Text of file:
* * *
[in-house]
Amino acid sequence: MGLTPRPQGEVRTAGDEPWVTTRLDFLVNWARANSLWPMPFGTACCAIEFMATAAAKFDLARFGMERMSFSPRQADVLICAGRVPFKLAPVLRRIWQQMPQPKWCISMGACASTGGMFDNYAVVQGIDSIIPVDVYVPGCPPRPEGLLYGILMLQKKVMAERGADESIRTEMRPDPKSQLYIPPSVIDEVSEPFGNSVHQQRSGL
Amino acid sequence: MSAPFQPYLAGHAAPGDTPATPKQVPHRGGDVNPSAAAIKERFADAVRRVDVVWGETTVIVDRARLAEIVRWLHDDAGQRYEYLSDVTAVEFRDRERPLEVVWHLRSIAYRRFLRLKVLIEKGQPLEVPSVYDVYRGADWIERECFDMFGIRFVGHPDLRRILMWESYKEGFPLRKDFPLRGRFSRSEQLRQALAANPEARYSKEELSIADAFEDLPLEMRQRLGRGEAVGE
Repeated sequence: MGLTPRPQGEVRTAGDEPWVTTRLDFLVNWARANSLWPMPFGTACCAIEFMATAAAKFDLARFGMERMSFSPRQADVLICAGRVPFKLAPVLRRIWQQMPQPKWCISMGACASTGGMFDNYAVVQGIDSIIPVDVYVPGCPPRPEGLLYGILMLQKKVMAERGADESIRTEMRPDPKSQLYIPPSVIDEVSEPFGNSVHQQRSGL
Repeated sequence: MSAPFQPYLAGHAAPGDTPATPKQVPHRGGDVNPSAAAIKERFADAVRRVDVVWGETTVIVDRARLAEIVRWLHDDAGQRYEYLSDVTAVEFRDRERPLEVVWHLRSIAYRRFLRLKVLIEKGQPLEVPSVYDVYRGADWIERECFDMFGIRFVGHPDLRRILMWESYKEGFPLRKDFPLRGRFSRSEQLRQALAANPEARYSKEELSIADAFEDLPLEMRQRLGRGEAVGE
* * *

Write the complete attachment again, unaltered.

[in-house]
Amino acid sequence: MGLTPRPQGEVRTAGDEPWVTTRLDFLVNWARANSLWPMPFGTACCAIEFMATAAAKFDLARFGMERMSFSPRQADVLICAGRVPFKLAPVLRRIWQQMPQPKWCISMGACASTGGMFDNYAVVQGIDSIIPVDVYVPGCPPRPEGLLYGILMLQKKVMAERGADESIRTEMRPDPKSQLYIPPSVIDEVSEPFGNSVHQQRSGL
Amino acid sequence: MSAPFQPYLAGHAAPGDTPATPKQVPHRGGDVNPSAAAIKERFADAVRRVDVVWGETTVIVDRARLAEIVRWLHDDAGQRYEYLSDVTAVEFRDRERPLEVVWHLRSIAYRRFLRLKVLIEKGQPLEVPSVYDVYRGADWIERECFDMFGIRFVGHPDLRRILMWESYKEGFPLRKDFPLRGRFSRSEQLRQALAANPEARYSKEELSIADAFEDLPLEMRQRLGRGEAVGE
Repeated sequence: MGLTPRPQGEVRTAGDEPWVTTRLDFLVNWARANSLWPMPFGTACCAIEFMATAAAKFDLARFGMERMSFSPRQADVLICAGRVPFKLAPVLRRIWQQMPQPKWCISMGACASTGGMFDNYAVVQGIDSIIPVDVYVPGCPPRPEGLLYGILMLQKKVMAERGADESIRTEMRPDPKSQLYIPPSVIDEVSEPFGNSVHQQRSGL
Repeated sequence: MSAPFQPYLAGHAAPGDTPATPKQVPHRGGDVNPSAAAIKERFADAVRRVDVVWGETTVIVDRARLAEIVRWLHDDAGQRYEYLSDVTAVEFRDRERPLEVVWHLRSIAYRRFLRLKVLIEKGQPLEVPSVYDVYRGADWIERECFDMFGIRFVGHPDLRRILMWESYKEGFPLRKDFPLRGRFSRSEQLRQALAANPEARYSKEELSIADAFEDLPLEMRQRLGRGEAVGE